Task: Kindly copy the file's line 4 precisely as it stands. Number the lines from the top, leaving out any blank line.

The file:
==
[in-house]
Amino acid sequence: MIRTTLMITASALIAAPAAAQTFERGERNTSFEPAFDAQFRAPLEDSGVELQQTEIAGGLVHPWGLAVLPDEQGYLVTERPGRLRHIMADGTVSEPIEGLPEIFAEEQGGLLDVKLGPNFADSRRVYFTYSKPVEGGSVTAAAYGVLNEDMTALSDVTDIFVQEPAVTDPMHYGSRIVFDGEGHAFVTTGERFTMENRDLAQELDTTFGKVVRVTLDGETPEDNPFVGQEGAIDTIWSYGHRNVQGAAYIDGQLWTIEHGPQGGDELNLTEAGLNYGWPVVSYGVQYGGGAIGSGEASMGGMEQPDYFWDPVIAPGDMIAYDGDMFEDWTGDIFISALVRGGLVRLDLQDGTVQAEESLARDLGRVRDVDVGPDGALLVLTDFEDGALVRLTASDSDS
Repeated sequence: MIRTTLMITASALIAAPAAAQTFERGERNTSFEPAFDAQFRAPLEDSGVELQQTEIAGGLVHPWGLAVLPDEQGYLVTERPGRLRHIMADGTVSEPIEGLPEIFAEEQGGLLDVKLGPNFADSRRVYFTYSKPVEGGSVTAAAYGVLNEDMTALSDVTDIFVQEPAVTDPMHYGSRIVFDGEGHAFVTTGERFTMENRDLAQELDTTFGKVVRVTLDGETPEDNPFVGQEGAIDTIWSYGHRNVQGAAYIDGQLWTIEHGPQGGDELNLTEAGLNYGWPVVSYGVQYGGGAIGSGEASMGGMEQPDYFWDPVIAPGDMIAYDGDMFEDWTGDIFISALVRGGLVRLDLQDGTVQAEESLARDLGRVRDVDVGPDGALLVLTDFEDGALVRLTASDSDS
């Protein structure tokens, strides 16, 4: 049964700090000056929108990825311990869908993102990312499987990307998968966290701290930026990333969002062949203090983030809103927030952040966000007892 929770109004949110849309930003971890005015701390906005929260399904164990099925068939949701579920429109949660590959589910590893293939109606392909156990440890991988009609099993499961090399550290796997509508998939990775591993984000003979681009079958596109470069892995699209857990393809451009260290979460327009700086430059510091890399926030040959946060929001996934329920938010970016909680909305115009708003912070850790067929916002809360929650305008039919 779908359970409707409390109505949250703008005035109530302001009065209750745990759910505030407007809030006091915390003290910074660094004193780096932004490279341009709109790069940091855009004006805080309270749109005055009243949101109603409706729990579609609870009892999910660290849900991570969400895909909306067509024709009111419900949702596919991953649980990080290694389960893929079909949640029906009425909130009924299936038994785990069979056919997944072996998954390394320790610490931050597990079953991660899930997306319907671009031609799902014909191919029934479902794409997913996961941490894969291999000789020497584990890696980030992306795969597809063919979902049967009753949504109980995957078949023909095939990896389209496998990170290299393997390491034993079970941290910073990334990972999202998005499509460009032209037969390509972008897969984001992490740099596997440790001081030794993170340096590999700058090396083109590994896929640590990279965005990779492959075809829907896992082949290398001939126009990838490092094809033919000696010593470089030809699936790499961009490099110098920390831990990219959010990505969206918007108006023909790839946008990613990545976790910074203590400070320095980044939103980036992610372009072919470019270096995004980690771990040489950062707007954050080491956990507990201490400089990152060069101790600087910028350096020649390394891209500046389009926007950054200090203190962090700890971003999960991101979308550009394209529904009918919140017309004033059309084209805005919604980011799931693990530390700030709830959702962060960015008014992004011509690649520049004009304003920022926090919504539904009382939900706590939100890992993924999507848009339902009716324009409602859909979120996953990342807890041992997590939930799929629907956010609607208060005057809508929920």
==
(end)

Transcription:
């Protein structure tokens, strides 16, 4: 049964700090000056929108990825311990869908993102990312499987990307998968966290701290930026990333969002062949203090983030809103927030952040966000007892 929770109004949110849309930003971890005015701390906005929260399904164990099925068939949701579920429109949660590959589910590893293939109606392909156990440890991988009609099993499961090399550290796997509508998939990775591993984000003979681009079958596109470069892995699209857990393809451009260290979460327009700086430059510091890399926030040959946060929001996934329920938010970016909680909305115009708003912070850790067929916002809360929650305008039919 779908359970409707409390109505949250703008005035109530302001009065209750745990759910505030407007809030006091915390003290910074660094004193780096932004490279341009709109790069940091855009004006805080309270749109005055009243949101109603409706729990579609609870009892999910660290849900991570969400895909909306067509024709009111419900949702596919991953649980990080290694389960893929079909949640029906009425909130009924299936038994785990069979056919997944072996998954390394320790610490931050597990079953991660899930997306319907671009031609799902014909191919029934479902794409997913996961941490894969291999000789020497584990890696980030992306795969597809063919979902049967009753949504109980995957078949023909095939990896389209496998990170290299393997390491034993079970941290910073990334990972999202998005499509460009032209037969390509972008897969984001992490740099596997440790001081030794993170340096590999700058090396083109590994896929640590990279965005990779492959075809829907896992082949290398001939126009990838490092094809033919000696010593470089030809699936790499961009490099110098920390831990990219959010990505969206918007108006023909790839946008990613990545976790910074203590400070320095980044939103980036992610372009072919470019270096995004980690771990040489950062707007954050080491956990507990201490400089990152060069101790600087910028350096020649390394891209500046389009926007950054200090203190962090700890971003999960991101979308550009394209529904009918919140017309004033059309084209805005919604980011799931693990530390700030709830959702962060960015008014992004011509690649520049004009304003920022926090919504539904009382939900706590939100890992993924999507848009339902009716324009409602859909979120996953990342807890041992997590939930799929629907956010609607208060005057809508929920």